Causes, Consequences, Agency

Sierra Leone, then, was integrated into an Atlantic mercantile system linking three continents. What were the consequences for peoples such as Temne speakers? In Sierra Leone--as in other parts of Africa--most slaves were acquired through wars and raids. According to Rodney (1970: 102), warfare and raiding accelerated as a direct result of the slave trade, the sale of captives to slavers being initially a byproduct but subsequently a motive for conflicts and raids. This issue, however, has been the focus of much heated argument in historians' debates concerning the impact of the Atlantic trade on Africa.

Fage (1969), most notably, claims that the slave trade did not generate increased warfare and raiding. Focusing on the large West African kingdoms of Asante and Dahomey further east, he argues that the Atlantic trade was inconsequential because the European demand for slaves merely added a further option to patterns of foreign trade that were already developing--including a trade in slaves. He cites two West African rulers, King Kpengla of Dahomey (1774-89) and King Osei Bonsu of Asante (c. 1801-24), who told European visitors that they fought wars for political reasons, not for the "economic" motive of capturing slaves for the Atlantic trade (1969: 402). Yet it is clearly problematic to suggest that simply asking the question "why do you do this?" will elicit a single definitive answer unfettered by the positionality of speaker and questioner in a particular sociopolitical context. As Inikori (1982) points out, both of the rulers in question made their statements at times of strong abolitionist sentiment in Europe, and accordingly "it would seem somewhat naive to expect these rulers to admit that they waged wars simply to acquire captives, in the face of the moral condemnation of this type of activity at the time" (1982: 49).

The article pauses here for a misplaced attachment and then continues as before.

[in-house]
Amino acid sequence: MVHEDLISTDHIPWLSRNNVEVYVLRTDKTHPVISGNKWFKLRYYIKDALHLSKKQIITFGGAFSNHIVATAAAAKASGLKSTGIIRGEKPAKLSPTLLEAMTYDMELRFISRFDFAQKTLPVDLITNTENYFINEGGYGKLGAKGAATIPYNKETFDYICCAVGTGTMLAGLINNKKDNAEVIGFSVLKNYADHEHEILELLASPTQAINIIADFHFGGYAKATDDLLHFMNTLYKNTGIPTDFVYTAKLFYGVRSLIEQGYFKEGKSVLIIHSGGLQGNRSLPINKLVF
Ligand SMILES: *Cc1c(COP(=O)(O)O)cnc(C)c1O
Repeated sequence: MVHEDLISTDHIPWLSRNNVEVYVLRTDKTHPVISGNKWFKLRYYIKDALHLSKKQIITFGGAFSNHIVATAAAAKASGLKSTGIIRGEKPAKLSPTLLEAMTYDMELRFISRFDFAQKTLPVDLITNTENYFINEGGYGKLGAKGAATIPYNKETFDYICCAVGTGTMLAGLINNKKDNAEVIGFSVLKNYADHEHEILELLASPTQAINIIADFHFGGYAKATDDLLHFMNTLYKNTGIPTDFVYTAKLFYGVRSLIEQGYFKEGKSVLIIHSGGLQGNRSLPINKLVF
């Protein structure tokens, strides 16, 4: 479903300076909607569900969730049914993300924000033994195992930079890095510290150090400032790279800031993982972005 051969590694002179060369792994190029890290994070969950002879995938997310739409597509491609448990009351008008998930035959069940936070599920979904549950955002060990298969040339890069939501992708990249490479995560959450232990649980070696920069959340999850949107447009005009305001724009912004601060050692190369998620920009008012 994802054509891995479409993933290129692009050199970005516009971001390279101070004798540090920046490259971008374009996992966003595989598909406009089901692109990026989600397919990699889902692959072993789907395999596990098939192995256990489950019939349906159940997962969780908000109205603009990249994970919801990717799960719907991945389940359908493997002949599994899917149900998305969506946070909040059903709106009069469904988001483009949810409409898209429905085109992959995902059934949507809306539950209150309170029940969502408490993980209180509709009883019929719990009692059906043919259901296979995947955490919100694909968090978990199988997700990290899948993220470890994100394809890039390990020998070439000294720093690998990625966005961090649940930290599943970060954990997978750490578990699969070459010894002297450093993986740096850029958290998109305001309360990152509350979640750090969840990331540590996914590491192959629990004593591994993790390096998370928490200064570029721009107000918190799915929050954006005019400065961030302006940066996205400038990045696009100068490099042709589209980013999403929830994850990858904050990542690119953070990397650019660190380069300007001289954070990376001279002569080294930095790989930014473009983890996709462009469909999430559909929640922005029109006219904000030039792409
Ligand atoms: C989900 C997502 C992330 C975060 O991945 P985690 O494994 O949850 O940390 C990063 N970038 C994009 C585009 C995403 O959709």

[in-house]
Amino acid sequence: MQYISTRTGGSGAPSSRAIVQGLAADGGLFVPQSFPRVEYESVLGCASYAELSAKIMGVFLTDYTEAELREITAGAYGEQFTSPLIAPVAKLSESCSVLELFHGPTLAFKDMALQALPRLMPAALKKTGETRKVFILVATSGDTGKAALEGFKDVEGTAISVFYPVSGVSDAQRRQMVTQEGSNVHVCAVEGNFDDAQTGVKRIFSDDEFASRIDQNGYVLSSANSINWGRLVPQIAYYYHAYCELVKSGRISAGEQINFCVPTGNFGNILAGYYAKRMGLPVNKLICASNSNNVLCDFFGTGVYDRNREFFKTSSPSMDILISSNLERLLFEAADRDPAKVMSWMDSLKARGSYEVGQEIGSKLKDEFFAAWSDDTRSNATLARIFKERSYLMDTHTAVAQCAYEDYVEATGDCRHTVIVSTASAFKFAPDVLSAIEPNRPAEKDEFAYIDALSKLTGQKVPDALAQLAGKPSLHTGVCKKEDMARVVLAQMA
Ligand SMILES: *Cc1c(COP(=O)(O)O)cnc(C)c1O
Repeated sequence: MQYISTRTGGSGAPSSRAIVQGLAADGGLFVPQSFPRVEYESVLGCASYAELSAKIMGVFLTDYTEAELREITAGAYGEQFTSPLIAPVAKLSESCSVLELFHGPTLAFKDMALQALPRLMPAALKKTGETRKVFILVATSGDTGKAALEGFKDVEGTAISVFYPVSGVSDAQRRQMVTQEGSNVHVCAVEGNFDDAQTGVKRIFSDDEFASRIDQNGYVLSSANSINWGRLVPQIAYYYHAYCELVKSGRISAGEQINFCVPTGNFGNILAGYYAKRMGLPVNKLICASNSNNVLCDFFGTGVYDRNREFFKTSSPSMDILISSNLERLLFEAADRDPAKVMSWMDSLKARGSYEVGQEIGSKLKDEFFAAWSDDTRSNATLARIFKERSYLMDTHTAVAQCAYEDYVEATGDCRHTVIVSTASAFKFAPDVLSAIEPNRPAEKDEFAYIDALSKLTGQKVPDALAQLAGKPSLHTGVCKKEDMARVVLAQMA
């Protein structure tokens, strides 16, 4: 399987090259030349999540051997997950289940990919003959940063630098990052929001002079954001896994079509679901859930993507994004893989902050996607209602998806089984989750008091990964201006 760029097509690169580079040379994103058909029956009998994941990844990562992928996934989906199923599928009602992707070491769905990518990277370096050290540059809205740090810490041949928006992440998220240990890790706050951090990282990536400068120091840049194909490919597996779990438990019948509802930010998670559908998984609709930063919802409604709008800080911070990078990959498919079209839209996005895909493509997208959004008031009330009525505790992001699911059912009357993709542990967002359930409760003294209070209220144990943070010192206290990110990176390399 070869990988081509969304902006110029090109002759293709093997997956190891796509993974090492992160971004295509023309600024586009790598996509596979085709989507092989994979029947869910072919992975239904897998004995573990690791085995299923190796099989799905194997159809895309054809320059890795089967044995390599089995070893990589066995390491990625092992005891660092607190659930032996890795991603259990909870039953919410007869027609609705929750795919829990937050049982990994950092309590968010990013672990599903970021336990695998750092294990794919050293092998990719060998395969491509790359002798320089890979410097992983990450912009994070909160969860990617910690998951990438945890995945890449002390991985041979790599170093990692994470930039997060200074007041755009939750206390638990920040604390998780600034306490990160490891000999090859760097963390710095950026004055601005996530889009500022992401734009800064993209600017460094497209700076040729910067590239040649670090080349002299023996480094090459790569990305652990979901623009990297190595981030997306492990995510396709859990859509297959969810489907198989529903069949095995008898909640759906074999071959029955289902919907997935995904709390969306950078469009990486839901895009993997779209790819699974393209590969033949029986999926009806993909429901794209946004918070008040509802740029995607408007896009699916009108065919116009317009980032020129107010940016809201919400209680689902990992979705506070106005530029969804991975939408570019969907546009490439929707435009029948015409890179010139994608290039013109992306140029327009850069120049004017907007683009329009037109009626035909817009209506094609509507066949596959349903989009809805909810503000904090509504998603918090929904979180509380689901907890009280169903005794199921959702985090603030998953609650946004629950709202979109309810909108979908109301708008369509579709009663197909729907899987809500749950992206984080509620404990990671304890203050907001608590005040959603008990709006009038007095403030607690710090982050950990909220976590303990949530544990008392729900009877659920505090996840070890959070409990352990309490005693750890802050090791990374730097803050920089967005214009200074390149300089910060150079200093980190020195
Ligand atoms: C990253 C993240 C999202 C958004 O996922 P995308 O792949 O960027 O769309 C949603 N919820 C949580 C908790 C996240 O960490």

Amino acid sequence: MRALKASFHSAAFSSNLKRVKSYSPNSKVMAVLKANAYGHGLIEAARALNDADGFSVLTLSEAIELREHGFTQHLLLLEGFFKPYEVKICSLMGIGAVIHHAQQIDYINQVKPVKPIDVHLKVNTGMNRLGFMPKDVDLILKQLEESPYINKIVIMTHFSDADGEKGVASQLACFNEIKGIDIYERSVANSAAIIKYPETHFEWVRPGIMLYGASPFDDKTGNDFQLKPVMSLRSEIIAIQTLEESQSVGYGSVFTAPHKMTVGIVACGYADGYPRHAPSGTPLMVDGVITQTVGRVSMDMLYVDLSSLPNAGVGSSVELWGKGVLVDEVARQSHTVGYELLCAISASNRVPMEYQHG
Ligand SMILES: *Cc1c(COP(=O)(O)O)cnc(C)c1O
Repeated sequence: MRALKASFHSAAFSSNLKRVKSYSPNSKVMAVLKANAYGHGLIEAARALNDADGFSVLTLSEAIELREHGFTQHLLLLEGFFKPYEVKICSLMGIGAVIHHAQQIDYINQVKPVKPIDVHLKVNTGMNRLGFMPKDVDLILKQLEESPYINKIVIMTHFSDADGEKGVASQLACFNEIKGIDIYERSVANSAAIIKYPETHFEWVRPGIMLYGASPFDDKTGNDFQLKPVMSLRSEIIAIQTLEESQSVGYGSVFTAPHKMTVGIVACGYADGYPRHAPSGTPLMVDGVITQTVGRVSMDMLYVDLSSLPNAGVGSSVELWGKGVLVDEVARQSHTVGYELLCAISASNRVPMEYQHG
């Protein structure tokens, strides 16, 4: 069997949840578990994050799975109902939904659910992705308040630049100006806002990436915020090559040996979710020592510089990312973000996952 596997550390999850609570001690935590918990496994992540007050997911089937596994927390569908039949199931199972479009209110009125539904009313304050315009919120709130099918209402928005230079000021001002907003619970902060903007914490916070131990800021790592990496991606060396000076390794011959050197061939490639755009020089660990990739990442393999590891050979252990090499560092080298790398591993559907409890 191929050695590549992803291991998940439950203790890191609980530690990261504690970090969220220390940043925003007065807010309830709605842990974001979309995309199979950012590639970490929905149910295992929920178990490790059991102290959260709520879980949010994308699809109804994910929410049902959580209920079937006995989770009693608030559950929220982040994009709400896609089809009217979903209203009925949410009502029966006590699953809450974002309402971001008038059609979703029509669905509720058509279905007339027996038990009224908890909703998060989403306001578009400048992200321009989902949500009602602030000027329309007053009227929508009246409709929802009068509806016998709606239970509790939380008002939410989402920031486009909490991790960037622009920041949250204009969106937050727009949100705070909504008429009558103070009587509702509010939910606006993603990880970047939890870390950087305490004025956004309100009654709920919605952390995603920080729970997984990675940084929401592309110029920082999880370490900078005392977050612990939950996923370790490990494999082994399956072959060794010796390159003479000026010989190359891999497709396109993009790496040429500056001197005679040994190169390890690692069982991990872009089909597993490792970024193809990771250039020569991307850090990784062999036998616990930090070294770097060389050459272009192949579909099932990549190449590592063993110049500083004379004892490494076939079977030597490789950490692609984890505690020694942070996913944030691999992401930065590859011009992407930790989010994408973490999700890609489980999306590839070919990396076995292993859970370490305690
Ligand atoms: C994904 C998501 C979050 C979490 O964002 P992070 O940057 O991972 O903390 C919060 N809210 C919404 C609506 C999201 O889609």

The argument that the wars of the slave trade era were waged for internal political reasons rather than for the externally influenced economic motive of acquiring captives to sell has sometimes been presented as one that restores agency to Africans. For example, reacting against claims that African participants in the slave trade were duped by the allure of European goods and money, Curtin writes: